Designers plan global assault

10/09/2018 - 09:30


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SPECIAL REPORT: Asia and the US are the big targets for Perth designers who hope to break onto the world stage.

Designers plan global  assault
Jonte Morgan is working on a move into the US market. Right: Inside her studio. Photos: Gabriel Oliveira

SPECIAL REPORT: Asia and the US are the big targets for Perth designers who hope to break onto the world stage.

A small business in the industrial heart of Balcatta is hoping to add a dash of colour and style to Western Australia’s export portfolio.

Jonte Designs is one of a number of Perth fashion ventures hoping to break into, or grow a presence in, the international market, with the US and Asia two target destinations on most wishlists.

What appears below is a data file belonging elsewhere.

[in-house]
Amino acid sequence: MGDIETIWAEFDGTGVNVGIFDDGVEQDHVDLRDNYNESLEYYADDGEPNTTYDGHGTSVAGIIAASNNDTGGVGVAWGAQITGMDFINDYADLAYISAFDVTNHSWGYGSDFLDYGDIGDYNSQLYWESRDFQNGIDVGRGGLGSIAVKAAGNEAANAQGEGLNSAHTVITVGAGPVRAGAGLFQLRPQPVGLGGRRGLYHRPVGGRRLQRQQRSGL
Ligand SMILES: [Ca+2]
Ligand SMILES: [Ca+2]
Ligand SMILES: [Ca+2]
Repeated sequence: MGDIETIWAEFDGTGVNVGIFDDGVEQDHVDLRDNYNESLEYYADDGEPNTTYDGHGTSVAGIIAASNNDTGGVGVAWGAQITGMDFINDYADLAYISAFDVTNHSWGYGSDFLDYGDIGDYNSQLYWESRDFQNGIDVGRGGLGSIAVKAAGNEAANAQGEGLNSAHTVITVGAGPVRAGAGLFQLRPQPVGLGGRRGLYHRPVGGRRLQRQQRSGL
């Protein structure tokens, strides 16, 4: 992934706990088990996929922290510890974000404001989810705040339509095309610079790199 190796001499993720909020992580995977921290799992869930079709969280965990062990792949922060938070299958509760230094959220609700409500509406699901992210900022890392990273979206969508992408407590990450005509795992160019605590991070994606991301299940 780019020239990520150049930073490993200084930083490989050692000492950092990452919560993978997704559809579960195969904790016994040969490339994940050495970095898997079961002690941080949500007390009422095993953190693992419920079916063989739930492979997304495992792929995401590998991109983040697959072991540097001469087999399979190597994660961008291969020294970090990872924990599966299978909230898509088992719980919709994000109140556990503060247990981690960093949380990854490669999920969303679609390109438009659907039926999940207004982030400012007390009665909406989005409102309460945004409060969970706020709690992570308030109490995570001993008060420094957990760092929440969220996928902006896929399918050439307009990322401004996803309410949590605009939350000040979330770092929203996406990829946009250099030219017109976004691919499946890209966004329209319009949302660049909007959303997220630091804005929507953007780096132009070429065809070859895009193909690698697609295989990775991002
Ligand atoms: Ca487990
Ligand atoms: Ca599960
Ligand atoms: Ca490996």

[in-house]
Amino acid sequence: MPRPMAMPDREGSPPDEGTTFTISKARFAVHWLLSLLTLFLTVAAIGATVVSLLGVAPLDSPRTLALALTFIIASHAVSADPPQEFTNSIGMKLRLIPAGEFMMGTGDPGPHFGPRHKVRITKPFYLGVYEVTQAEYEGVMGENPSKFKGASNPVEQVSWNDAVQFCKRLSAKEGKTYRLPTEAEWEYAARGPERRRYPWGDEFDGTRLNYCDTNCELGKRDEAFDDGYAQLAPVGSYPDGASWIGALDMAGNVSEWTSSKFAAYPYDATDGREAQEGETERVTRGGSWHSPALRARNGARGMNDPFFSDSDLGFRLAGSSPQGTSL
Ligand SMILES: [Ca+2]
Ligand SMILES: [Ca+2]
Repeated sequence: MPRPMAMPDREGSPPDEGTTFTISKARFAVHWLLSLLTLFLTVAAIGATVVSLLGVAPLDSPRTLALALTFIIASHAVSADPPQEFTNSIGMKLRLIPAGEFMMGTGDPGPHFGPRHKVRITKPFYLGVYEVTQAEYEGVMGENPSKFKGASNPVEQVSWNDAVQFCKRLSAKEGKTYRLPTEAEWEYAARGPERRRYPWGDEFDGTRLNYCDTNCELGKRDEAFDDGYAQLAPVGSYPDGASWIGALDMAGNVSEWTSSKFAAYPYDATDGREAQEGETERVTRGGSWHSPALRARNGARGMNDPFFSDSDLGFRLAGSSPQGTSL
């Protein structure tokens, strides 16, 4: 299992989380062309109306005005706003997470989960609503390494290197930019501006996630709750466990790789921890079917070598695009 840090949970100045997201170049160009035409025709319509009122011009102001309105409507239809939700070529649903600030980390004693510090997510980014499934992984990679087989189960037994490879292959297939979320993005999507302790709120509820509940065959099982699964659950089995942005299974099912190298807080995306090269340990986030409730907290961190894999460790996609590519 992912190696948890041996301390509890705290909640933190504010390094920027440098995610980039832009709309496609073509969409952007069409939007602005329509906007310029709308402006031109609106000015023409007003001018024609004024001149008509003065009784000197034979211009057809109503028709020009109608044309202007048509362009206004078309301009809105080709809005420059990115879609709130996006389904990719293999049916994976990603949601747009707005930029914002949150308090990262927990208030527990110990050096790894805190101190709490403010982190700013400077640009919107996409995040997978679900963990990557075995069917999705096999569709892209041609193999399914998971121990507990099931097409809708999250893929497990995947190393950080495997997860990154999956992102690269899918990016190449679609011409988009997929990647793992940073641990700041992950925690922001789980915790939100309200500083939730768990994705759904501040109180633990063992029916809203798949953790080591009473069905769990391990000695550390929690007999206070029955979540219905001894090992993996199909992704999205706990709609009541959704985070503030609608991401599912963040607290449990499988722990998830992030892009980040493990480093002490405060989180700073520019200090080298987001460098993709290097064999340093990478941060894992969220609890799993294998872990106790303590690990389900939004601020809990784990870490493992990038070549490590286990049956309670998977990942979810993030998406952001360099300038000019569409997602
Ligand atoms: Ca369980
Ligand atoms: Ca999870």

There is also a growing ecosystem of businesses and industry associations hoping to support designers pursuing foreign markets, with A.US Official, Perth Modest Fashion and Modest Fashion Australia recently forming, in addition to the longer-running Fashion Council of WA.


Jonte Designs was founded in 2012 by Jonte Morgan, with her Balcatta studio opening about three years ago, serving as a retail store and creative workshop.

Ms Morgan said two of her biggest achievements in the industry had been opening the studio and being selected to show her work on closing night at this year’s Perth Fashion Festival.

 Inside the studio. 

Next year, she’ll be hoping an international retail base can be added to that achievement list.

“I’d love to get overseas, break into the Asian market and US as well,” Ms Morgan told Business News.

“I do sell a bit online to Singapore and also Hong Kong, and then in the US I’ve had quite a few customers.

“Those are the areas that have already shown interest online; I think my brand will suit those markets.”

Ms Morgan’s first experience of foreign markets was in high school, when she won a scholarship to study fashion in Japan.

Now, driven by encouraging web traffic data, she has linked up with A.US Official, which organises celebrity placements in the US for local designers.